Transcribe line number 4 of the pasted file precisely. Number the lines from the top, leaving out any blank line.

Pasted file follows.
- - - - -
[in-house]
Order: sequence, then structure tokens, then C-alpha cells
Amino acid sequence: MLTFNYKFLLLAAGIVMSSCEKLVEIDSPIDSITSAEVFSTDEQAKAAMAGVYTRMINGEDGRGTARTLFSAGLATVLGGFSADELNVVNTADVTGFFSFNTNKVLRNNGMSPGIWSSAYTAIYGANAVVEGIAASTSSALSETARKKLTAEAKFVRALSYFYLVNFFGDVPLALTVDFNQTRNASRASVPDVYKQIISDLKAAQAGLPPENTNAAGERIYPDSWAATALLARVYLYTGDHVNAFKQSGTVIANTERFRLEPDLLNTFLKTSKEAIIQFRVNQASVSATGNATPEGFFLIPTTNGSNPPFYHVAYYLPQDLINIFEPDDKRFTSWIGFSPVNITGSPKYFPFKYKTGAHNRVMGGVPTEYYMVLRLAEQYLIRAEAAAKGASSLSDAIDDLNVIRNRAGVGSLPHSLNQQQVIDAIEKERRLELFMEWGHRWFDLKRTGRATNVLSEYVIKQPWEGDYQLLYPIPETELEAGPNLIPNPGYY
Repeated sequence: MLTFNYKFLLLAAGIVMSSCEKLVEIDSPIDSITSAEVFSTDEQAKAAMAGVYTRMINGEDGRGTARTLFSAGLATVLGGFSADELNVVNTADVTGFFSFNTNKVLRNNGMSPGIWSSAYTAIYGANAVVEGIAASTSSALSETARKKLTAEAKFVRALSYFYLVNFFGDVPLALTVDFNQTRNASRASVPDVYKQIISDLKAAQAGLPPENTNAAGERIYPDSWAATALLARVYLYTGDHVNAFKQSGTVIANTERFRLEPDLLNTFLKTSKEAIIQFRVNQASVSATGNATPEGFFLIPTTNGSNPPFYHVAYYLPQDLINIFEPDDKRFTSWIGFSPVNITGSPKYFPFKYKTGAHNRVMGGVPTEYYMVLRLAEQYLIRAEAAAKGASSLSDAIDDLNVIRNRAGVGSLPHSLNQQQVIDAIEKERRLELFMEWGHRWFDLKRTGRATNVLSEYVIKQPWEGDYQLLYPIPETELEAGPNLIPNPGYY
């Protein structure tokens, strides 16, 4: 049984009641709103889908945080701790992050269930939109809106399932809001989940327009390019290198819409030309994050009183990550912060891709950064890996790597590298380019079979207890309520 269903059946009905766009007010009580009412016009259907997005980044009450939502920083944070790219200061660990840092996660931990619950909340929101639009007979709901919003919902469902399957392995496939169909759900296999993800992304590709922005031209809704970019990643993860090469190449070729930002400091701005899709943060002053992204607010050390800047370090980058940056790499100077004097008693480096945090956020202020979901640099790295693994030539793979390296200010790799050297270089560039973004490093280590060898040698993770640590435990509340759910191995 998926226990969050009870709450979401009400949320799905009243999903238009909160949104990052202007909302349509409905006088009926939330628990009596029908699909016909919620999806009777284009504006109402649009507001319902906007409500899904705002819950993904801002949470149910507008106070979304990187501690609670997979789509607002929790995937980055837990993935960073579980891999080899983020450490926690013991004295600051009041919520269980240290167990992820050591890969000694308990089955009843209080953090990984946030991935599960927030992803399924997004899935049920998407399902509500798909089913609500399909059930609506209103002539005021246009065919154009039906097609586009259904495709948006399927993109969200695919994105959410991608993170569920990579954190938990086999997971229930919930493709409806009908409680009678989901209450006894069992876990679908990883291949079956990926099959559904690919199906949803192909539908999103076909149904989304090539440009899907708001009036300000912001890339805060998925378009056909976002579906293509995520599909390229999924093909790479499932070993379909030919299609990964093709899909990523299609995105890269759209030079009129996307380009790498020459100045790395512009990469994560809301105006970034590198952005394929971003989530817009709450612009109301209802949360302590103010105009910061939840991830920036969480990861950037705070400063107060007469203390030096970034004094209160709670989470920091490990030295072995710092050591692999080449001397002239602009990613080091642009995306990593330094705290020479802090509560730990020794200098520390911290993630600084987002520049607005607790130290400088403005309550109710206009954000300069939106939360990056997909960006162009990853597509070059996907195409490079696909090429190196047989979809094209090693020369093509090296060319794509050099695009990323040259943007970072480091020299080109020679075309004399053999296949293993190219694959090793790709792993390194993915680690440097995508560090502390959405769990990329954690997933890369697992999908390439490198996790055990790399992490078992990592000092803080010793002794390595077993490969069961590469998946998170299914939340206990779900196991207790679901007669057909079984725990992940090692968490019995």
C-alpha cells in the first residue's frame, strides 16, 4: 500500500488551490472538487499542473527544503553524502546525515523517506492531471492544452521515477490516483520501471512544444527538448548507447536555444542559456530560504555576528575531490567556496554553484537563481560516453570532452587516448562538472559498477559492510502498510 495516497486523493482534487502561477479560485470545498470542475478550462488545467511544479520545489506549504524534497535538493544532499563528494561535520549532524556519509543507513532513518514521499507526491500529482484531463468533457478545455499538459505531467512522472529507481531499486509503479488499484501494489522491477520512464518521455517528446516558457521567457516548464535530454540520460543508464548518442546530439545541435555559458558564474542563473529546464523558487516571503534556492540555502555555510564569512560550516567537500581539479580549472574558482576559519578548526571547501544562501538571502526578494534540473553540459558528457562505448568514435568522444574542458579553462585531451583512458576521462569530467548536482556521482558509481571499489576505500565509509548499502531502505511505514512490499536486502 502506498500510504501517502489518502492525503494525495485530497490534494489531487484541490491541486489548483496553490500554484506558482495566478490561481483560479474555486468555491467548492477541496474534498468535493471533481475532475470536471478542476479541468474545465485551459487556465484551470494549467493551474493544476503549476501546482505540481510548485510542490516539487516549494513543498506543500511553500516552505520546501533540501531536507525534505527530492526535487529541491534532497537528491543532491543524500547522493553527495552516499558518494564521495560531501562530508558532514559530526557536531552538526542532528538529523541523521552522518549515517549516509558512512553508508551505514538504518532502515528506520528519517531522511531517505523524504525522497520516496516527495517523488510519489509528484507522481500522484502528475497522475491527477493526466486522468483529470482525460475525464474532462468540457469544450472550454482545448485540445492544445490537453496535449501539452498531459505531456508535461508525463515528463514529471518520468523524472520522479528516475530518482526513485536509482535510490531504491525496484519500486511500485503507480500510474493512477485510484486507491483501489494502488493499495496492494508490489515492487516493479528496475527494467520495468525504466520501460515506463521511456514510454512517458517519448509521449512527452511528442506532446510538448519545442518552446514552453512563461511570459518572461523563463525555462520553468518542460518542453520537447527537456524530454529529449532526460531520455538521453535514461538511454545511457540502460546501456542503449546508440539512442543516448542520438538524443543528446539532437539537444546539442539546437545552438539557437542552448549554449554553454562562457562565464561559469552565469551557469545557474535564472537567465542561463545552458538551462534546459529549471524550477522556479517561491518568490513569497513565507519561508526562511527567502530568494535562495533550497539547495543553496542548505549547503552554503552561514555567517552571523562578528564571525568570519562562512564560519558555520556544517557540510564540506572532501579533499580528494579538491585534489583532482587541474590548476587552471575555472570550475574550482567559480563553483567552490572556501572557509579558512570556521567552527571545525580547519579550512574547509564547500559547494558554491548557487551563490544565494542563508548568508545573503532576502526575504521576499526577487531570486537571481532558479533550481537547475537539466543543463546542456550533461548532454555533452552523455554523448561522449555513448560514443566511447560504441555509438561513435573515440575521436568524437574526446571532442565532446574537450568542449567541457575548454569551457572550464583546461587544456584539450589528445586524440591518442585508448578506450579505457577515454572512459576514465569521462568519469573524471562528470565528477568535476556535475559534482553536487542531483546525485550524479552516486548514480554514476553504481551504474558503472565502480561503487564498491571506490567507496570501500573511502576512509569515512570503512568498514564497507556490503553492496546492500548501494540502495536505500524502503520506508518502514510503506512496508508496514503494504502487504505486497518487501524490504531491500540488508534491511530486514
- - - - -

Repeated sequence: MLTFNYKFLLLAAGIVMSSCEKLVEIDSPIDSITSAEVFSTDEQAKAAMAGVYTRMINGEDGRGTARTLFSAGLATVLGGFSADELNVVNTADVTGFFSFNTNKVLRNNGMSPGIWSSAYTAIYGANAVVEGIAASTSSALSETARKKLTAEAKFVRALSYFYLVNFFGDVPLALTVDFNQTRNASRASVPDVYKQIISDLKAAQAGLPPENTNAAGERIYPDSWAATALLARVYLYTGDHVNAFKQSGTVIANTERFRLEPDLLNTFLKTSKEAIIQFRVNQASVSATGNATPEGFFLIPTTNGSNPPFYHVAYYLPQDLINIFEPDDKRFTSWIGFSPVNITGSPKYFPFKYKTGAHNRVMGGVPTEYYMVLRLAEQYLIRAEAAAKGASSLSDAIDDLNVIRNRAGVGSLPHSLNQQQVIDAIEKERRLELFMEWGHRWFDLKRTGRATNVLSEYVIKQPWEGDYQLLYPIPETELEAGPNLIPNPGYY